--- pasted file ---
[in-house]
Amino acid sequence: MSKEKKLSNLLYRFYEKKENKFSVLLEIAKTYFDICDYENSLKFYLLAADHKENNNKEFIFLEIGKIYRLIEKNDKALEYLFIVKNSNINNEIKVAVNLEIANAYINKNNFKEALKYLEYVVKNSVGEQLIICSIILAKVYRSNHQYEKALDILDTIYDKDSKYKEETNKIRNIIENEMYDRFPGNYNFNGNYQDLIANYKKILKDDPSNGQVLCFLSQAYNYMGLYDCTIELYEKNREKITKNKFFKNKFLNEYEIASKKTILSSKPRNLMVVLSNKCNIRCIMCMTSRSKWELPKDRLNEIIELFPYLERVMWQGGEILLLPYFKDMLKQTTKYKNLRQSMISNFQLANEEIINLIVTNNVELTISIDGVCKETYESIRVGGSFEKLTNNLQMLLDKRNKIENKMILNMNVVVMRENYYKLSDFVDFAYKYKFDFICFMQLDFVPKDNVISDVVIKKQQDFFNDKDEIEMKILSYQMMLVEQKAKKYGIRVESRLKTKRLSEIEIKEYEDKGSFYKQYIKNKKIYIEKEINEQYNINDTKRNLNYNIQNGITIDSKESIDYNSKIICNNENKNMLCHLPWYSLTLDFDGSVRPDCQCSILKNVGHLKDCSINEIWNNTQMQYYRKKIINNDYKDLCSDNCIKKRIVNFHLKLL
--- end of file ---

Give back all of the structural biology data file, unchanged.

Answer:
[in-house]
Amino acid sequence: MSKEKKLSNLLYRFYEKKENKFSVLLEIAKTYFDICDYENSLKFYLLAADHKENNNKEFIFLEIGKIYRLIEKNDKALEYLFIVKNSNINNEIKVAVNLEIANAYINKNNFKEALKYLEYVVKNSVGEQLIICSIILAKVYRSNHQYEKALDILDTIYDKDSKYKEETNKIRNIIENEMYDRFPGNYNFNGNYQDLIANYKKILKDDPSNGQVLCFLSQAYNYMGLYDCTIELYEKNREKITKNKFFKNKFLNEYEIASKKTILSSKPRNLMVVLSNKCNIRCIMCMTSRSKWELPKDRLNEIIELFPYLERVMWQGGEILLLPYFKDMLKQTTKYKNLRQSMISNFQLANEEIINLIVTNNVELTISIDGVCKETYESIRVGGSFEKLTNNLQMLLDKRNKIENKMILNMNVVVMRENYYKLSDFVDFAYKYKFDFICFMQLDFVPKDNVISDVVIKKQQDFFNDKDEIEMKILSYQMMLVEQKAKKYGIRVESRLKTKRLSEIEIKEYEDKGSFYKQYIKNKKIYIEKEINEQYNINDTKRNLNYNIQNGITIDSKESIDYNSKIICNNENKNMLCHLPWYSLTLDFDGSVRPDCQCSILKNVGHLKDCSINEIWNNTQMQYYRKKIINNDYKDLCSDNCIKKRIVNFHLKLL